Words By Steve Lewis
Even if you’re a cold-water diver, there’s a strong case to be made for doing your next advanced diver training in warm water (read tropical or sub-tropical temperatures).
Let me explain.
When we think about what we expect to get out of technical
diving classes, it’s obvious that specific goals differ according to what the program is supposed to achieve. Some of the differences might be slight, but there are differences all the same.
For example, the “deliverables” for folks taking a Cave One program are not the same as those for a course teaching deep trimix wreck-diving; different environments, different kit, not the same specifics or outlook. However, from the instructor’s perspective there is one shared value for all technical-diver training, regardless of the certification level, and that’s to develop in students “a noticeable change in behaviour”.
That’s a fancy way of saying the instructor’s customers — you, me, your dive buddy, your auntie Nelly — should go away having learned something. But in effect, and in practical terms, the intention goes way deeper than that. In a perfect world — and diving is pretty close to a perfect world — that means deep enough to develop good habits.
By this time in the evolution of technical diver training, we probably all understand that there is more to developing a change in someone’s behaviour than showing them a video, asking if they have any questions when it’s over, and hustling them through the required practical work as quickly as the agency standards will allow (a.k.a. “we can certify you as an XYZ diver in one weekend” syndrome. If no phases of your personal diver development resemble this, you’re fortunate, indeed.)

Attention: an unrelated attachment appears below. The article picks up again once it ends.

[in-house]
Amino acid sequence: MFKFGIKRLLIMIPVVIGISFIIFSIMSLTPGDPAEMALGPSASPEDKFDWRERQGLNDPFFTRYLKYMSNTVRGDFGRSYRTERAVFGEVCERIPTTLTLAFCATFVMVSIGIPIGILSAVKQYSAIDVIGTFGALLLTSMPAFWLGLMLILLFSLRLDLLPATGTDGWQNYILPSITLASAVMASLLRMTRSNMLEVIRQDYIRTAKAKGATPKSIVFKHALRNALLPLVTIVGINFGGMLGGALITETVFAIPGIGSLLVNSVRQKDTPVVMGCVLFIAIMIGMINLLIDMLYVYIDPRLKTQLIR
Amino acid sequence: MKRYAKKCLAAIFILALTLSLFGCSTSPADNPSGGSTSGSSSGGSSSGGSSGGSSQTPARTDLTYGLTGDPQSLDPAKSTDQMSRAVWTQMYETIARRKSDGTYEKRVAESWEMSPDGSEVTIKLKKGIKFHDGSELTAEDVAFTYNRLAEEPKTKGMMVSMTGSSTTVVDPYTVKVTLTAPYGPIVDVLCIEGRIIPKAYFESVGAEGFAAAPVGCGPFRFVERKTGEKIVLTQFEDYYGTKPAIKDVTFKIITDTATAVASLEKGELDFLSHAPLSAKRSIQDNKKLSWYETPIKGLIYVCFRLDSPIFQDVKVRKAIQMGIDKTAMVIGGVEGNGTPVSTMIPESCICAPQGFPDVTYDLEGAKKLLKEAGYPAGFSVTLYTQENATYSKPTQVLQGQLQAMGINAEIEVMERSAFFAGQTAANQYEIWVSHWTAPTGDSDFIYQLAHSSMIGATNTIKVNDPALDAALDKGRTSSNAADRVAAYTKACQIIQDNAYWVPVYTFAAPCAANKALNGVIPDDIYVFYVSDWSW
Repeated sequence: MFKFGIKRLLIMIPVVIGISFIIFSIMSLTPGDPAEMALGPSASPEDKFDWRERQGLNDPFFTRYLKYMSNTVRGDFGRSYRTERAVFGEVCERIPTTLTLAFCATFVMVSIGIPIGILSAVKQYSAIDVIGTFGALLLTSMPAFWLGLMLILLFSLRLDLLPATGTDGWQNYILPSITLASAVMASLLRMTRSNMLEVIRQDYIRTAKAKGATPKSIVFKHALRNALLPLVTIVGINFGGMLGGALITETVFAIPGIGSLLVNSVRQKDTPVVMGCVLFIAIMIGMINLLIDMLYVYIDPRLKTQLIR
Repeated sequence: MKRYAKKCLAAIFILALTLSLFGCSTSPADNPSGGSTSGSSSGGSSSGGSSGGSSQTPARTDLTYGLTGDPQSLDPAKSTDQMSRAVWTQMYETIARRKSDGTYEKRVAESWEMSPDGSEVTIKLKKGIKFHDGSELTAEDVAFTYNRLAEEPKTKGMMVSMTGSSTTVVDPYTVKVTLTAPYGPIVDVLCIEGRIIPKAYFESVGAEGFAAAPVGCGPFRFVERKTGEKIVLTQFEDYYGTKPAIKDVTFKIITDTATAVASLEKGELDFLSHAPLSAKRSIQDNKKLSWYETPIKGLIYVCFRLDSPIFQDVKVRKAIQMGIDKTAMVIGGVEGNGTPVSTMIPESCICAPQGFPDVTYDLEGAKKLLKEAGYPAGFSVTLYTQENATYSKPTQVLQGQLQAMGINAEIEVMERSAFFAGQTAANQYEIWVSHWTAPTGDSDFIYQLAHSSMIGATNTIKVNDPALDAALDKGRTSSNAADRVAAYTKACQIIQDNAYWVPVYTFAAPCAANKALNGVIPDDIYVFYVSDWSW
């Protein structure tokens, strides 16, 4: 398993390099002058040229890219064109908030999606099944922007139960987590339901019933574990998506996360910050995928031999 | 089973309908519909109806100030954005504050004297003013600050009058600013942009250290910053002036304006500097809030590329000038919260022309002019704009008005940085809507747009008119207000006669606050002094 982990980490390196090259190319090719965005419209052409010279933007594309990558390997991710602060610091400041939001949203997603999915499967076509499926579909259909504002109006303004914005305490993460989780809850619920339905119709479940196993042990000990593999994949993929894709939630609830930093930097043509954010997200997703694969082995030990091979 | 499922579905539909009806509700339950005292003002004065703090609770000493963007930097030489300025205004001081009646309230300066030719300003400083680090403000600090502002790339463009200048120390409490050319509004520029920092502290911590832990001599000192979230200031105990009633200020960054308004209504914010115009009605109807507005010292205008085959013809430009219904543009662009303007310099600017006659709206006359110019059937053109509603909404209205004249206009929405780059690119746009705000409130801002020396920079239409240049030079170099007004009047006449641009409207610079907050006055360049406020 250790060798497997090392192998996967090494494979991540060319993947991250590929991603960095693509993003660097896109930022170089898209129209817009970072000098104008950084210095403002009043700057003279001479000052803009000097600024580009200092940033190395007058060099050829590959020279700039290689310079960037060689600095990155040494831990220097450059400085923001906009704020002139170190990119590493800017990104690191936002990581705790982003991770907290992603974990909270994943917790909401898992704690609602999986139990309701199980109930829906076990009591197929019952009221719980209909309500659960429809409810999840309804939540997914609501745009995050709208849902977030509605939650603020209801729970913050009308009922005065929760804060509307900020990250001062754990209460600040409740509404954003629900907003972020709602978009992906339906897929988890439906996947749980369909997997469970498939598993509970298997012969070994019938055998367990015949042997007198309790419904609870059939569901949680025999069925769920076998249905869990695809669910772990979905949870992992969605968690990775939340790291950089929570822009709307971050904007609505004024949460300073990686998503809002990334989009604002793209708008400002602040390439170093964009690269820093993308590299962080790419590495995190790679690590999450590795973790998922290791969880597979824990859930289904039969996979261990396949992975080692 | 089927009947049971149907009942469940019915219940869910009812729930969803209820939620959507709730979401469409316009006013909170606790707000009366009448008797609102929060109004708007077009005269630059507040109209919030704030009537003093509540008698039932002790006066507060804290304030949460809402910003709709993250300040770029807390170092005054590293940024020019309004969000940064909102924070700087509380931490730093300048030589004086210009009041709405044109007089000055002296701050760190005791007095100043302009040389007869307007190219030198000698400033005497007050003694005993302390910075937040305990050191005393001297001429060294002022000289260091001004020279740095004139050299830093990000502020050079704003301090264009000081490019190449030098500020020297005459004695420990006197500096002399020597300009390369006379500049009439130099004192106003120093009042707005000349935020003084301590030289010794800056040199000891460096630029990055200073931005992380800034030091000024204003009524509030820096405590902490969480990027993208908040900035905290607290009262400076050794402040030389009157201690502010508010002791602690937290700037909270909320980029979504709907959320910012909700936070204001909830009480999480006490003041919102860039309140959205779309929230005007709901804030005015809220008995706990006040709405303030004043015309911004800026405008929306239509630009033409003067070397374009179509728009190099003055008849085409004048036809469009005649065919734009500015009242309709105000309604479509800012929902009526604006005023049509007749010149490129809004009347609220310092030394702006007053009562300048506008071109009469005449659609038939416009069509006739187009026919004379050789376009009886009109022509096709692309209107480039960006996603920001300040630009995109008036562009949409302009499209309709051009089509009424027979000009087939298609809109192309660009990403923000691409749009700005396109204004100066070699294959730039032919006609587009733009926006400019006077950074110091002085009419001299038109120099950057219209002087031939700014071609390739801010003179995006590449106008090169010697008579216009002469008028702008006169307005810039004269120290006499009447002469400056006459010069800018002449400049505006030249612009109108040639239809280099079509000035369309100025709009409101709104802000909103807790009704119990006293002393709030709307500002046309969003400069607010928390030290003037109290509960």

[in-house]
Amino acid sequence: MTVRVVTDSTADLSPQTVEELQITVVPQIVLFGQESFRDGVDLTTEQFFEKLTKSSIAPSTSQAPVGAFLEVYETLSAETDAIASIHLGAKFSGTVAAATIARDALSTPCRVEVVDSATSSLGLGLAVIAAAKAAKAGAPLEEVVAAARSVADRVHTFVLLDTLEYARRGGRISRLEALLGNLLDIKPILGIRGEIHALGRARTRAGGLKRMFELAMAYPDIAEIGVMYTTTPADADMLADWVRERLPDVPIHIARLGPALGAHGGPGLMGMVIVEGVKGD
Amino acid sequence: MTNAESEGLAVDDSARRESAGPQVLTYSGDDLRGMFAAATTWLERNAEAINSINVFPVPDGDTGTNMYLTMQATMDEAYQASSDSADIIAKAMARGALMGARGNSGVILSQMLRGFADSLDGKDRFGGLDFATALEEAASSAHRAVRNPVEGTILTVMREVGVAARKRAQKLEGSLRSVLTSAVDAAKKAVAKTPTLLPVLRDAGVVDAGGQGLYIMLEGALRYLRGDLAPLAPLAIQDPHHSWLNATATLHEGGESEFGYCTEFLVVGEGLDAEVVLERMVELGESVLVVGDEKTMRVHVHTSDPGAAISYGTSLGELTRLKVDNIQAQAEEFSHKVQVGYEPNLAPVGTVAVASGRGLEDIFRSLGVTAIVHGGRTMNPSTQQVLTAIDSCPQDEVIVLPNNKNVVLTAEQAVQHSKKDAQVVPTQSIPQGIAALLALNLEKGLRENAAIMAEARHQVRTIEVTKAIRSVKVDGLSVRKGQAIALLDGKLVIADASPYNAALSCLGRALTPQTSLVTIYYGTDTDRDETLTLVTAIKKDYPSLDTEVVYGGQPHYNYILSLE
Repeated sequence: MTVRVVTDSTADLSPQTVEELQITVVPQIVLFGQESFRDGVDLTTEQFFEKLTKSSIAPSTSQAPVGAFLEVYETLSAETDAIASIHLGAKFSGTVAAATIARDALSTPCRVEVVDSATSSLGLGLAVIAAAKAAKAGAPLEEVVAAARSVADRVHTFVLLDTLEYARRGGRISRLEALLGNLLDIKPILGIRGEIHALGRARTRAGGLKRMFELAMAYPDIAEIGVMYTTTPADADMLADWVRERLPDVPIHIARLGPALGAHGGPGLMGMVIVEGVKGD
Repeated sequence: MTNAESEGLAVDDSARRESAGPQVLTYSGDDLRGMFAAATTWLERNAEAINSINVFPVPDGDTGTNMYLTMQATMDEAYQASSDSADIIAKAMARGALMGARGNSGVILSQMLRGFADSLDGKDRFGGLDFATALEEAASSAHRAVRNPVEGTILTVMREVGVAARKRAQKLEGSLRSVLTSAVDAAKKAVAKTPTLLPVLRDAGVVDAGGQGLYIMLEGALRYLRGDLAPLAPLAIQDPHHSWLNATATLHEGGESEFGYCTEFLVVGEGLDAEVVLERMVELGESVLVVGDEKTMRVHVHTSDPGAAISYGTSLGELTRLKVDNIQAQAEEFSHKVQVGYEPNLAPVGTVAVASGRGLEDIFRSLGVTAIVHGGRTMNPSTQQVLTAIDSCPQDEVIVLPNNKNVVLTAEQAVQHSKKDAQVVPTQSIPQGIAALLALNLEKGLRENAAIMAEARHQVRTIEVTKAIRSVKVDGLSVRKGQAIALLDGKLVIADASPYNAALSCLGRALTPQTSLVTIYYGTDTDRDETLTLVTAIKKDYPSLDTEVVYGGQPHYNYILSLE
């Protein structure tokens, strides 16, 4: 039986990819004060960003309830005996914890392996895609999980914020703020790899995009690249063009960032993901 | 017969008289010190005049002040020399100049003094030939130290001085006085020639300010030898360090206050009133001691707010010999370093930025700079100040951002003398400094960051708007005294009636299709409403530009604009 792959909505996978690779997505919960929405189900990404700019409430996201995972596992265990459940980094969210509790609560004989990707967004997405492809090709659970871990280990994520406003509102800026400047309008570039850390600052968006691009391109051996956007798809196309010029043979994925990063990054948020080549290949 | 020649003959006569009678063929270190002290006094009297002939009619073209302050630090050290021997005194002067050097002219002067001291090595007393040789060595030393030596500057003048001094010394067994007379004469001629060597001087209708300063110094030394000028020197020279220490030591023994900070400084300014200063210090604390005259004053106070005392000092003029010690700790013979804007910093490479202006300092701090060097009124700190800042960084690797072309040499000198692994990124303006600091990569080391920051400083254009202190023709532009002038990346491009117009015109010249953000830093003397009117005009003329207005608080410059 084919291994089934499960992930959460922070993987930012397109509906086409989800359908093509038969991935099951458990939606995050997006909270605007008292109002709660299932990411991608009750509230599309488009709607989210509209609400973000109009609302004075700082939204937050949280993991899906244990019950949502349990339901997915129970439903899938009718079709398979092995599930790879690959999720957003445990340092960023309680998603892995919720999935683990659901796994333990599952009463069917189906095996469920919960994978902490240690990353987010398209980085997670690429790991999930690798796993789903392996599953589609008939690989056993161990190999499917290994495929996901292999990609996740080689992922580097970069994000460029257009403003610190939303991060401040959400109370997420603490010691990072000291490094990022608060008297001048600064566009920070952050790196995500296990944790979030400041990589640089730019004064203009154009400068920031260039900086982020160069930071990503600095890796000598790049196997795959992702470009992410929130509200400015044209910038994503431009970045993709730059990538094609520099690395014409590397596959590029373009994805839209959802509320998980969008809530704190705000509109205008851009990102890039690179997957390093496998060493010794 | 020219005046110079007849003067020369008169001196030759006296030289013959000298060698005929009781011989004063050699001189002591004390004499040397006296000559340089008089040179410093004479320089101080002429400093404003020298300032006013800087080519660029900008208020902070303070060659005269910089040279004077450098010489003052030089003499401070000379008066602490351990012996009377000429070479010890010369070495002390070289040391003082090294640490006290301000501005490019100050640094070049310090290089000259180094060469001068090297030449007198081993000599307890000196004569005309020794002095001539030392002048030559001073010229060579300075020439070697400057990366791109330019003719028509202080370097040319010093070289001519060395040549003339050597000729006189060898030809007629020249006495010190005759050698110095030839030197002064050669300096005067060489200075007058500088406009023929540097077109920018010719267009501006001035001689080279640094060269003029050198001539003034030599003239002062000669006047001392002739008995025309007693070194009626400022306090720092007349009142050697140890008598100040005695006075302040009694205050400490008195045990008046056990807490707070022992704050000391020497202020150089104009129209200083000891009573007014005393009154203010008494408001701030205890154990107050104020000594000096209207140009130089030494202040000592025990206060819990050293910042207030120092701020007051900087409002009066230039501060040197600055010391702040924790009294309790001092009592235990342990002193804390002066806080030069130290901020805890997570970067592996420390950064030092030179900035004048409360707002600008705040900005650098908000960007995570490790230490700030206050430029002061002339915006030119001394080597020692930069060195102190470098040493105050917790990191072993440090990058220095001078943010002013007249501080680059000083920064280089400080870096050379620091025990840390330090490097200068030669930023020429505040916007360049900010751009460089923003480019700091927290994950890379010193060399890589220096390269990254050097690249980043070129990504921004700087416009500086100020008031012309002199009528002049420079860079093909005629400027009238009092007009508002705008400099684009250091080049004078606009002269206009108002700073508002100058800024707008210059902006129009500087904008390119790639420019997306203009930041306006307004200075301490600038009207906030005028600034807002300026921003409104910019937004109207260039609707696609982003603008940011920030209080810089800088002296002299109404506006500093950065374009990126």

We all know that changing behaviour takes time.
With technical diving — any diving, to be honest — changes start with becoming familiar with any specific physical and mental skills the program requires — line management, complex navigation techniques, and advanced gas planning in a cave; gas blending, ascent planning, and environmental considerations on a trimix wreck dive. Graduating from a technical diving program requires all of those and more, PLUS practicing every required in-water skill in a controlled environment under the watchful and critical eye of an instructor. None of this can be rushed.
Regardless of how well-prepared you or I might be when we turn up for a class, for a successful and fruitful all-round experience, there has to be time in the schedule for us to make mistakes, discuss them with our cohorts and our instructor, correct them, develop muscle memory with unfamiliar kit, and push the boundaries of our respective comfort-zones…safely. Each one of us learns differently. There is no magic one-size-fits-all formula.
The only thing that does work for everyone is time, and paramount in the whole learning/teaching behaviour-changing equation is time actually in the water. And this is where that “it’s better in warm water” concept comes into its own.
If teaching technical programs for three decades has taught me anything, it’s that doing foundation work in warmer water pays huge dividends for the student — even one who’s regularly diving in cold water such as Canada’s Great Lakes (my home turf).